Always true, just now laid bare by the pandemic:

In transit conversations we often talk about meeting the needs of people who depend on transit. This makes transit sound like something we’re doing for them. But in fact, those people are providing services that we all depend on, so by serving those lower income riders, we’re all serving ourselves.

Source: In a Pandemic, We’re All ‘Transit Dependent’

Yesterday’s eclipse prompted me to go look at the day’s power production from the University of Illinois’s solar farm.

Just eyeballing the graph, I’d estimate that eclipsing 94% of the sun reduced power production by about 94%.

The solar farm is exactly one mile north of Winfield Village. Jackie and I got a tour of the facility a couple of months ago and I got some pictures besides the one at the top, but haven’t gotten around to writing my solar farm post yet.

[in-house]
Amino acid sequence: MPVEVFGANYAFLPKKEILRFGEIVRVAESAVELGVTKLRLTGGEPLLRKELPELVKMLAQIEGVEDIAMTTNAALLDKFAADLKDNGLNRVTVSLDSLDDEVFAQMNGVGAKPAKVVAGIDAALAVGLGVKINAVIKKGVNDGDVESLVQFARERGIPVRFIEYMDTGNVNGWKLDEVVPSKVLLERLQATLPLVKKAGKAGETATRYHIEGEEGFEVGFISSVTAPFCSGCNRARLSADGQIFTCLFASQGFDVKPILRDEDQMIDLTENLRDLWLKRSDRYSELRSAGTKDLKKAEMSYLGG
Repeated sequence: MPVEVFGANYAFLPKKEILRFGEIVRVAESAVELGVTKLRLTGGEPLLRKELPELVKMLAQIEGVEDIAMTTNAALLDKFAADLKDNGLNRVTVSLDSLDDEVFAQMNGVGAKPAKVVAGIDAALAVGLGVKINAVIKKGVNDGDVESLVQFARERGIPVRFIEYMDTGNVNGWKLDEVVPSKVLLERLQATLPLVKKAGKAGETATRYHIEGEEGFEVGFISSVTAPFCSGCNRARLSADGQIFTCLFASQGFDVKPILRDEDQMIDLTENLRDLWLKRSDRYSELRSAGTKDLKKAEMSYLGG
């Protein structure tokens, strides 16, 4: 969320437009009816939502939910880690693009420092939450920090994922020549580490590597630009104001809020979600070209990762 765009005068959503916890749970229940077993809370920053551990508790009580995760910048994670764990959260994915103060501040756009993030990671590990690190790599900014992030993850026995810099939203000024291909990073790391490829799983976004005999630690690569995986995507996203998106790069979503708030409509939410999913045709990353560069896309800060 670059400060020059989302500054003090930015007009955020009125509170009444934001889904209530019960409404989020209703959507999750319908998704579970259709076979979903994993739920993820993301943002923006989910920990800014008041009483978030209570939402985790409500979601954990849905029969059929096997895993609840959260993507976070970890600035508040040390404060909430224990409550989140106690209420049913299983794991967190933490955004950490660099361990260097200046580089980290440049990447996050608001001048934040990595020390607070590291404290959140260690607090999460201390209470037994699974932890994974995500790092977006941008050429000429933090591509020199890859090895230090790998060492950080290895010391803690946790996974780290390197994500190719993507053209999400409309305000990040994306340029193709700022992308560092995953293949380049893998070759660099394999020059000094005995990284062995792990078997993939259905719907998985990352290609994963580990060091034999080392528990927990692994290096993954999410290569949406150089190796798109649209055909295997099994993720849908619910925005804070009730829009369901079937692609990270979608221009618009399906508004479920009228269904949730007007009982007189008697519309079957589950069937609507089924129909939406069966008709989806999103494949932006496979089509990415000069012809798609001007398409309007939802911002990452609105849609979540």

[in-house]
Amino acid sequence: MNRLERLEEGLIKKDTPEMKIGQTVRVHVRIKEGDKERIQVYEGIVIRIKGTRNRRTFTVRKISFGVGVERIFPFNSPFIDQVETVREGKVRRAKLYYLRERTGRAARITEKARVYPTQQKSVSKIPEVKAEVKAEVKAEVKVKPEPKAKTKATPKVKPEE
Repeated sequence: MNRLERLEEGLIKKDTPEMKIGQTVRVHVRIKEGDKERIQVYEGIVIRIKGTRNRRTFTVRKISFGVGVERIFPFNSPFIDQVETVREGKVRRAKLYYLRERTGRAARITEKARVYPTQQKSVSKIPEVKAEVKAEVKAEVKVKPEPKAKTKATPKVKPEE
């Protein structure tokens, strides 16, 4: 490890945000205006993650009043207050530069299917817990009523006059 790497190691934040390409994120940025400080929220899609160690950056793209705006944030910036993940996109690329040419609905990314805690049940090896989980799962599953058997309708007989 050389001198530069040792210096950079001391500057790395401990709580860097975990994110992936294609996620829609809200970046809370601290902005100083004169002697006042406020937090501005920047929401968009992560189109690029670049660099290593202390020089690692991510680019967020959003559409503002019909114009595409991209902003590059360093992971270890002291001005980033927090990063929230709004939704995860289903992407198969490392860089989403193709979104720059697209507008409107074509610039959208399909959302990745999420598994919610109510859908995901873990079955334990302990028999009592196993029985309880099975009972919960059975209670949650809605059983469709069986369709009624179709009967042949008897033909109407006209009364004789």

From the IMF blog, a great chart showing the rate at which motor vehicles took over from horses early in the 20th century. Putting current motor-vehicle and electric-car use on the same graph makes a pretty good visual case that we might be as little as 15 years from the cross-over point where half the vehicles on the road are electric.

Greater affordability of electric vehicles will likely steer us away from our current sources of energy for transportation, and toward more environmentally friendly technology. And that can happen sooner than you think.

Source: Chart of the Week: Electric Takeover in Transportation | IMF Blog